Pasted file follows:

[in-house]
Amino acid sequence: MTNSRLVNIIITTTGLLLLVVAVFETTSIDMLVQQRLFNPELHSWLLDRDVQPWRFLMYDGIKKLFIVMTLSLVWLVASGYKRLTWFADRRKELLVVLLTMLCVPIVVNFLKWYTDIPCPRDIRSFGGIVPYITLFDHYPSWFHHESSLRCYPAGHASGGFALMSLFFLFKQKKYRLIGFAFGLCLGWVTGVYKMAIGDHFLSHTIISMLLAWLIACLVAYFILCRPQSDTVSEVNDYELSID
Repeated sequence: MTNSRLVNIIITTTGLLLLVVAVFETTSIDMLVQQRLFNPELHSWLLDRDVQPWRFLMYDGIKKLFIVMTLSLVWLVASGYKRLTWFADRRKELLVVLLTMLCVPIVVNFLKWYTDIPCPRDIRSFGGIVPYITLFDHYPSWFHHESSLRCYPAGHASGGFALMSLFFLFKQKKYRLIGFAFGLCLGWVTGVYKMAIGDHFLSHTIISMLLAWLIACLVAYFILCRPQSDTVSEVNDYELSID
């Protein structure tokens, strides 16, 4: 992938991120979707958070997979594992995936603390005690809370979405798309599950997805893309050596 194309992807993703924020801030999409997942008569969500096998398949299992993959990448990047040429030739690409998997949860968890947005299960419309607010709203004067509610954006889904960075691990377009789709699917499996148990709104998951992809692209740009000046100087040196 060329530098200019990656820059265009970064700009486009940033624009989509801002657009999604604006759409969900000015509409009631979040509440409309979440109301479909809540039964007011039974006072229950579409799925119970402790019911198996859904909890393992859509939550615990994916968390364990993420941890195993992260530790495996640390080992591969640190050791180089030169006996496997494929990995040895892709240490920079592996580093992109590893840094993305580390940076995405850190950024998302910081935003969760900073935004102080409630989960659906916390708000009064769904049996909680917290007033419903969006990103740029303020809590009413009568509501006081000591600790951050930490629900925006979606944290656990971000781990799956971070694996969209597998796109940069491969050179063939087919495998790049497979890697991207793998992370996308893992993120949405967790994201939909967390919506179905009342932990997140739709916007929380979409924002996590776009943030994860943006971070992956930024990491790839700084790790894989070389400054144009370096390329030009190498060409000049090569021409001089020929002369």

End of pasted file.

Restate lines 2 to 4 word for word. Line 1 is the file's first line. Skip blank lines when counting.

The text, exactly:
Amino acid sequence: MTNSRLVNIIITTTGLLLLVVAVFETTSIDMLVQQRLFNPELHSWLLDRDVQPWRFLMYDGIKKLFIVMTLSLVWLVASGYKRLTWFADRRKELLVVLLTMLCVPIVVNFLKWYTDIPCPRDIRSFGGIVPYITLFDHYPSWFHHESSLRCYPAGHASGGFALMSLFFLFKQKKYRLIGFAFGLCLGWVTGVYKMAIGDHFLSHTIISMLLAWLIACLVAYFILCRPQSDTVSEVNDYELSID
Repeated sequence: MTNSRLVNIIITTTGLLLLVVAVFETTSIDMLVQQRLFNPELHSWLLDRDVQPWRFLMYDGIKKLFIVMTLSLVWLVASGYKRLTWFADRRKELLVVLLTMLCVPIVVNFLKWYTDIPCPRDIRSFGGIVPYITLFDHYPSWFHHESSLRCYPAGHASGGFALMSLFFLFKQKKYRLIGFAFGLCLGWVTGVYKMAIGDHFLSHTIISMLLAWLIACLVAYFILCRPQSDTVSEVNDYELSID
């Protein structure tokens, strides 16, 4: 992938991120979707958070997979594992995936603390005690809370979405798309599950997805893309050596 194309992807993703924020801030999409997942008569969500096998398949299992993959990448990047040429030739690409998997949860968890947005299960419309607010709203004067509610954006889904960075691990377009789709699917499996148990709104998951992809692209740009000046100087040196 060329530098200019990656820059265009970064700009486009940033624009989509801002657009999604604006759409969900000015509409009631979040509440409309979440109301479909809540039964007011039974006072229950579409799925119970402790019911198996859904909890393992859509939550615990994916968390364990993420941890195993992260530790495996640390080992591969640190050791180089030169006996496997494929990995040895892709240490920079592996580093992109590893840094993305580390940076995405850190950024998302910081935003969760900073935004102080409630989960659906916390708000009064769904049996909680917290007033419903969006990103740029303020809590009413009568509501006081000591600790951050930490629900925006979606944290656990971000781990799956971070694996969209597998796109940069491969050179063939087919495998790049497979890697991207793998992370996308893992993120949405967790994201939909967390919506179905009342932990997140739709916007929380979409924002996590776009943030994860943006971070992956930024990491790839700084790790894989070389400054144009370096390329030009190498060409000049090569021409001089020929002369």